In  early 1960s,  different sections of Laos was governed by three different princes. Prince Souvanna Phouma, a neutralist, governed the Vietiane area.  He was recognized by the Russians as the legitimate heir to the throne.  Prince Boun Oum of Champassak, who was pro-U.S. was  understandablely recognized by the U.S. as Prime Minister of Laos.  He would later win the majority of the votes in the National Assemby and  gain the blessing of King Sisavang Vatthana as the head of the new government.  The third prince (right wing), Prince Souphanouvong, was backed by the Pathet Lao, the Communist regime.  All of them had different political beliefs and ideas and unwisely chose to not take the king’s advice of working together. Instead it seems they all allow other countries to interfer in what was unmistakenly an internal affair.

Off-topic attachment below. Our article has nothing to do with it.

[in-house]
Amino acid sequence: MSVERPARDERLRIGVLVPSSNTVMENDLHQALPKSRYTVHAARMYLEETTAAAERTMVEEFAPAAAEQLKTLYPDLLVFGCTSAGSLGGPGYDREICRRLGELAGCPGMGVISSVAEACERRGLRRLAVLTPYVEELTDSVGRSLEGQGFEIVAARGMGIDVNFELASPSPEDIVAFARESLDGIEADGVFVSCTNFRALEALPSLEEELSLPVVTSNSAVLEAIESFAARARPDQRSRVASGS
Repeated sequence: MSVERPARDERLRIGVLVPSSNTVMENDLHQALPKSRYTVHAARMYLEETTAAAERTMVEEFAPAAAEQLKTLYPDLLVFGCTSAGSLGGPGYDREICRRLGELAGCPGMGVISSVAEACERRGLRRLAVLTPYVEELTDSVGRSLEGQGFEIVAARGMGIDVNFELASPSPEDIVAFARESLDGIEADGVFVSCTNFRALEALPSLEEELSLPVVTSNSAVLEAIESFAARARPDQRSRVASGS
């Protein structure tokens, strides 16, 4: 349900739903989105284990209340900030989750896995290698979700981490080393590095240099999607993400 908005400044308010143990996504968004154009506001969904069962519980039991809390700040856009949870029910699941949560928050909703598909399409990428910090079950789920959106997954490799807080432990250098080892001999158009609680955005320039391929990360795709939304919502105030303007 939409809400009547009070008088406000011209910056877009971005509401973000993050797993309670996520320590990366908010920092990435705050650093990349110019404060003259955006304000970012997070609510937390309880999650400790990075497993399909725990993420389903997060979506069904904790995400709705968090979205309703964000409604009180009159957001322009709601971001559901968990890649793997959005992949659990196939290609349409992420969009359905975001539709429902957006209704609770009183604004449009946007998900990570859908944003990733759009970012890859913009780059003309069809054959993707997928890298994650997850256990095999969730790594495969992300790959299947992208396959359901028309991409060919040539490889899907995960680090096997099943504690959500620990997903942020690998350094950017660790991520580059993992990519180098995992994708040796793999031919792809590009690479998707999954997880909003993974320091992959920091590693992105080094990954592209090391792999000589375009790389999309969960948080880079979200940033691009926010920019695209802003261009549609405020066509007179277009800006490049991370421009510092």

I was too young to remember what happened in 1974 ( about a year before the monarchy was overthrown) so I have to rely on the memories of those who lived through it like my father and mother. What I do know is based on what my parents have recounted during the rule of the Pathet Lao in 1974.  One thing that is prominent about this time is one of terror and heartache for many Laotions. They said people were terrified of the invading forces because  if they  were not submissive they were killed.  They had to comply with what the new government wanted for them to do or they risk their lives rebelling.  Here is what my mom witness in her village of the tactics used by the new regime to control the Lao people.